O'Sullivan lambasted the government's legislation, which is due to be approved by parliament today. "The legislation as drafted contains fine words, but will have very little practical effect," he said.
Speaking at a gathering of about 200 industry players and Optus wholesale customers in Sydney this morning, he also took a swipe at his counterpart at Telstra, Solomon Trujillo.
"How will you know when Sol and the three amigos' Learjet has arrived in Canberra?
"Because the whining doesn't stop when the engines do," O'Sullivan said, as the audience erupted in laughter.
On a more serious note, O'Sullivan warned his wholesale customers they would see "a tough and ruthless Telstra when it's privatised", adding the pending sale was "the biggest earthquake" in the history of the nation's telecommunications sector.
The comments echoed those of Democrats deputy leader Senator Andrew Bartlett, who overnight issued a statement claiming the legislation was "unleashing a giant horizontally and vertically with grossly inadequate protections" on the marketplace.
However, the government remained enthusiastic about the sale.
"Not only has the government achieved legislative authority to implement its long-standing and long-stymied commitment to fully privatise Telstra but we have secured more than AU$3 billion to ensure Australians have adequate telecommunications services both now and into the future," said Senator Helen Coonan, the minister responsible for communications policy, last night.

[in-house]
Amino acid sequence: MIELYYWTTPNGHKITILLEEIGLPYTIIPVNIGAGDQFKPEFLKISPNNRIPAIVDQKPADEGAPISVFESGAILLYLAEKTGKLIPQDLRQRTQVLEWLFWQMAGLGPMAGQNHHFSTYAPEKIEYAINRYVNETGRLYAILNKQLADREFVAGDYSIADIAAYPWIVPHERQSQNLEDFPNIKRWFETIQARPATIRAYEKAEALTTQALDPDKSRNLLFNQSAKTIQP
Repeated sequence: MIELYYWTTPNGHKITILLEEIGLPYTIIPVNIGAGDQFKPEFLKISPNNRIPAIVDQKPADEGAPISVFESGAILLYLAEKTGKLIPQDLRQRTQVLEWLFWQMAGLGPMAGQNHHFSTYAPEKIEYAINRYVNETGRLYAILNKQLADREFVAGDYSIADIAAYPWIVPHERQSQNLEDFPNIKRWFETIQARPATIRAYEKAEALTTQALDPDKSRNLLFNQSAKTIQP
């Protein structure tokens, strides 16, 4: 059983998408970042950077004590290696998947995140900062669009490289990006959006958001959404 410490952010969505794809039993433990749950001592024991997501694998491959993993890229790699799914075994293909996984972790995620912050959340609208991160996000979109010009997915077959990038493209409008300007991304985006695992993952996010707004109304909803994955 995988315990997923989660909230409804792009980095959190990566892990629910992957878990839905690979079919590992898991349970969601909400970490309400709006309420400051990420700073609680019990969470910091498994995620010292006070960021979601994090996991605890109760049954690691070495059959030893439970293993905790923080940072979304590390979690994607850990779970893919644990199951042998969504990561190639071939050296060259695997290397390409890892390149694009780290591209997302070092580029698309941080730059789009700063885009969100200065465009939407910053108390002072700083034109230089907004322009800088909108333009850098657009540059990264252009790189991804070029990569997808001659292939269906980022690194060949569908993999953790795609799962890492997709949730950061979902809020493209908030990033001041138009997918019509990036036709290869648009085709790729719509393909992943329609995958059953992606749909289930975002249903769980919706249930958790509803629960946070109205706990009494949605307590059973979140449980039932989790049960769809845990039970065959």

Telstra's enthusiasm for providing wholesale services also came under fire from O'Sullivan, with the chief executive giving voice to what he called 'rumours' that Telstra would withdraw some services.
Optus is Telstra's largest wholesale customer.
Also on O'Sullivan's list of complaints were facts revealed in a recently disclosed Telstra presentation to the government. The Australian Securities and Investment Commission last week forced the telco to release the document -- which O'Sullivan called "extraordinary" -- to the Australian Stock Exchange.
The Optus boss pointed out the document showed Telstra's profit margins on common products like line rental and long distance calls. The numbers, he claimed, didn't match previous complaints by Telstra to government regulators that it made a loss on basic access to telecommunications services.
Meanwhile, O'Sullivan provided an update on his company's plans to rollout ADSL infrastructure around the nation. The company was still focusing on the provision of business-grade services, he said, but was "carefully exploring opportunities for consumer DSL".
"We are incredibly active in that space," he said. Optus currently has business-class ADSL infrastructure in 162 telephone exchanges, he added, with that number due to increase to over 200 in the next few months.